2. Realities facing the Cougar football program
2. The rumblings of discontent are getting louder from the Cougar football fan base. What overlooked fact do you think should BYU supporters take into account with regards to the program?
DICKSON: How about this: Those fans who soldier through the bad times will be rewarded … eventually. College football success is cyclical, so some day the Cougars will be good and the talk of the town and beat Utah and win a New Year’s Six bowl game.
Not good enough? OK, here’s another one: BYU is doing something no other college football program has ever attempted in independence. The unique nature of this endeavor is only matched by its degree of difficulty.
Finally, enjoy the good times. Enjoy the wins over P5 teams. Enjoy the bowl game wins, no matter where they are.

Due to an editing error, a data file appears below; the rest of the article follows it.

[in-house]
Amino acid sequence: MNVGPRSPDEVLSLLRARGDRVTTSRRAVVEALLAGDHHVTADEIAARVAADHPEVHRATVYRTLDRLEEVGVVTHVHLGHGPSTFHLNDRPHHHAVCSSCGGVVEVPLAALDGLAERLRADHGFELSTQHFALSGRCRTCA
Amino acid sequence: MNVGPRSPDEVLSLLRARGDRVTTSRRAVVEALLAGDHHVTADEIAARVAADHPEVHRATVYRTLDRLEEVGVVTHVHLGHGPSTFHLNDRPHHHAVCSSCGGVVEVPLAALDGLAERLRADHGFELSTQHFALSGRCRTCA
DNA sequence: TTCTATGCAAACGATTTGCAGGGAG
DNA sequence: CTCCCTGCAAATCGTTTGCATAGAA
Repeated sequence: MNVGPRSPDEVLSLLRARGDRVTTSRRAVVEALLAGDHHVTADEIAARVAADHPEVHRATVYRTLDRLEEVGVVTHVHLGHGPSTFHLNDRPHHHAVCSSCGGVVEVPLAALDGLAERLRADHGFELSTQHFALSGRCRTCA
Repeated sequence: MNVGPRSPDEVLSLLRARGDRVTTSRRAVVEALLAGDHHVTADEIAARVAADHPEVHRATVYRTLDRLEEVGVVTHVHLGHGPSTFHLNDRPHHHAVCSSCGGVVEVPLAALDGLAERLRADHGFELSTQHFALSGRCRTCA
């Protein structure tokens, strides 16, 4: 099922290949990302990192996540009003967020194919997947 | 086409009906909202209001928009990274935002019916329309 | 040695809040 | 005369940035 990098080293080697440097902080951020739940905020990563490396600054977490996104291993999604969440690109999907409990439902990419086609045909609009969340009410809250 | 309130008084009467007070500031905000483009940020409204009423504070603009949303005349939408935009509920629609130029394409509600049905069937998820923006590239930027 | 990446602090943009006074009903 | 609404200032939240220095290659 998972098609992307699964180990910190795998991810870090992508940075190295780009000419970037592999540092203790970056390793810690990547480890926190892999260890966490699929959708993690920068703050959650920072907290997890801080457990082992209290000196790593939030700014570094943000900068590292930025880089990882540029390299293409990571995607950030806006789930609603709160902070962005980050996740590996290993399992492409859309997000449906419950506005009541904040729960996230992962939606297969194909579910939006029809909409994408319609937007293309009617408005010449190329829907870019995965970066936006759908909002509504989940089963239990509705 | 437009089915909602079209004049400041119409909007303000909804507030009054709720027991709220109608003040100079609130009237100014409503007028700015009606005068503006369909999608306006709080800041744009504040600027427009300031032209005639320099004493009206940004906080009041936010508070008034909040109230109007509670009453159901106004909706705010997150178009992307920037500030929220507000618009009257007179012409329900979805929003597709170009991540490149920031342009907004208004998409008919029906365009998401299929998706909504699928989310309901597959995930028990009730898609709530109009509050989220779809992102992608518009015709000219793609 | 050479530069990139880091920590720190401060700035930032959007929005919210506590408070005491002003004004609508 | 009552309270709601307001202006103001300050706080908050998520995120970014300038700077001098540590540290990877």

LLOYD: I know fans don’t want to hear this but it’s the reality: There are NO easy answers. Hire a new coaching staff? The program starts over with another extended transition period. Get all the elite-level LDS athletes to come to BYU? Much, much easier said than done. Win the games you should win? There is no such thing — you just either win or lose. Have better playcalling? The only way you know if playcalling is good or not is whether it works. Many of the concepts I hear repeated over and over by frustrated fans sound great on the surface but require a lot more complexity in the actual implementation. I’m not for a moment suggesting that the Cougars don’t evaluate all of these things in depth; I’m just saying I don’t believe there is some sort of quick fix that will change BYU’s fortunes immediately.